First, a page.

# Random variables

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Random variables can be any outcomes from some chance process, like how many heads will occur in a series of 20 flips. We calculate probabilities of random variables and calculate expected value for different types of random variables.

Discrete random variables occur in situations where we can list every possible outcome of a process, and assign each outcome a probability in a probability model. For example, how many heads will we get in three flips?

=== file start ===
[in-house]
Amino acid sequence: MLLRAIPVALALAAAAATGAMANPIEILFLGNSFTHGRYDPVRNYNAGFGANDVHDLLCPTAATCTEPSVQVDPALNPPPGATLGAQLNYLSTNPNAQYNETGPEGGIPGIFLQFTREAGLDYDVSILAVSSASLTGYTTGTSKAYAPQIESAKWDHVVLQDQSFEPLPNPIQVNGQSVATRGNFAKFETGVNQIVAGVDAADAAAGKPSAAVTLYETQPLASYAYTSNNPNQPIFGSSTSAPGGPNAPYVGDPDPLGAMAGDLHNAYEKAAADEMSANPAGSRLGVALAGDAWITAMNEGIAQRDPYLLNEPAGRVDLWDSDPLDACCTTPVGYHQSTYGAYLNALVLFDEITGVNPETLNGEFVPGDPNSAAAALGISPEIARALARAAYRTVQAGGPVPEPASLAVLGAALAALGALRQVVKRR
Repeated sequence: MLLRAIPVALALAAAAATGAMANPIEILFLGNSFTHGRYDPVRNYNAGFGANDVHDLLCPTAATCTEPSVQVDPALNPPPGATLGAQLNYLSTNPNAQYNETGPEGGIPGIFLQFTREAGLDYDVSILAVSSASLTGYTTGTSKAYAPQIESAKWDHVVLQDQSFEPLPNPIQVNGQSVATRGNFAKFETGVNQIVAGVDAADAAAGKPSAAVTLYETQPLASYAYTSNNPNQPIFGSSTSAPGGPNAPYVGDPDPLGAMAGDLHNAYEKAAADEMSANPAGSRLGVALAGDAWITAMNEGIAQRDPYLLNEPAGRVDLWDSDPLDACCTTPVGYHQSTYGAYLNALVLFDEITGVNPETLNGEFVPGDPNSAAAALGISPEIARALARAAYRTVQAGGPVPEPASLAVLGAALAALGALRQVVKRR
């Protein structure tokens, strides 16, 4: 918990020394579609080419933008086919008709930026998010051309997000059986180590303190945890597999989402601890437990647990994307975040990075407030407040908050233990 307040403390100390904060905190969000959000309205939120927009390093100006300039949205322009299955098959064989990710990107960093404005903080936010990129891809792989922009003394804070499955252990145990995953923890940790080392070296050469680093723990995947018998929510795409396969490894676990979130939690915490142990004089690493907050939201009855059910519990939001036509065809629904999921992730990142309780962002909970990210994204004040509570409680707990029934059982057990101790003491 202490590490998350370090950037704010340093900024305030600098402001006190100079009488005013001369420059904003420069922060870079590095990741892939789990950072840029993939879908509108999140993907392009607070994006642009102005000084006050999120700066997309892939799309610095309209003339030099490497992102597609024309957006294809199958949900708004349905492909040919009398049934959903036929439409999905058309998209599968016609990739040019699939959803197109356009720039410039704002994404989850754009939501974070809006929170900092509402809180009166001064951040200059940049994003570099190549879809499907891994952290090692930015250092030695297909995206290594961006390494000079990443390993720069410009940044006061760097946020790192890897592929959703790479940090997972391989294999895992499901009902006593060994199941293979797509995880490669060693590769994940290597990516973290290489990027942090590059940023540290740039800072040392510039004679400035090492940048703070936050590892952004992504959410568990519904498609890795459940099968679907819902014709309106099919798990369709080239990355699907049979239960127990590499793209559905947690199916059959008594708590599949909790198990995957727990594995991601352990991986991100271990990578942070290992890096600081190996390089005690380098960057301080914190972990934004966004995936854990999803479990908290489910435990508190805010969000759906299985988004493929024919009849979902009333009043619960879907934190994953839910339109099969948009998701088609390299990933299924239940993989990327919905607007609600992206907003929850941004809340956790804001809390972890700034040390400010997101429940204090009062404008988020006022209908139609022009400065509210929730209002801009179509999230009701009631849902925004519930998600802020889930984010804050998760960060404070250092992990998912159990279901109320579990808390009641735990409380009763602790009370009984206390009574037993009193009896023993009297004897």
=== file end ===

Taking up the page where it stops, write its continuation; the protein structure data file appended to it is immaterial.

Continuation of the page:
Expected value gives us the mean or long-term average number of success we can expect over time if we repeat a process over and over. For example, how much money can someone expect to win on average for each lottery ticket they buy?

Transforming and combining random variables produces predictable changes in the expected value and variance of the outcomes.

Binomial random variables are a special type of variable that comes up we repeat a process for a set number of independent trials, with each trial having the same probability of success, and we count how many successes we get at the end of the trials. For example, how many shots will a basketball player make in a series of 10 shots?

The Poisson distribution is related to the binomial setting, but looks at the number of successes over time instead of over many repeated trials.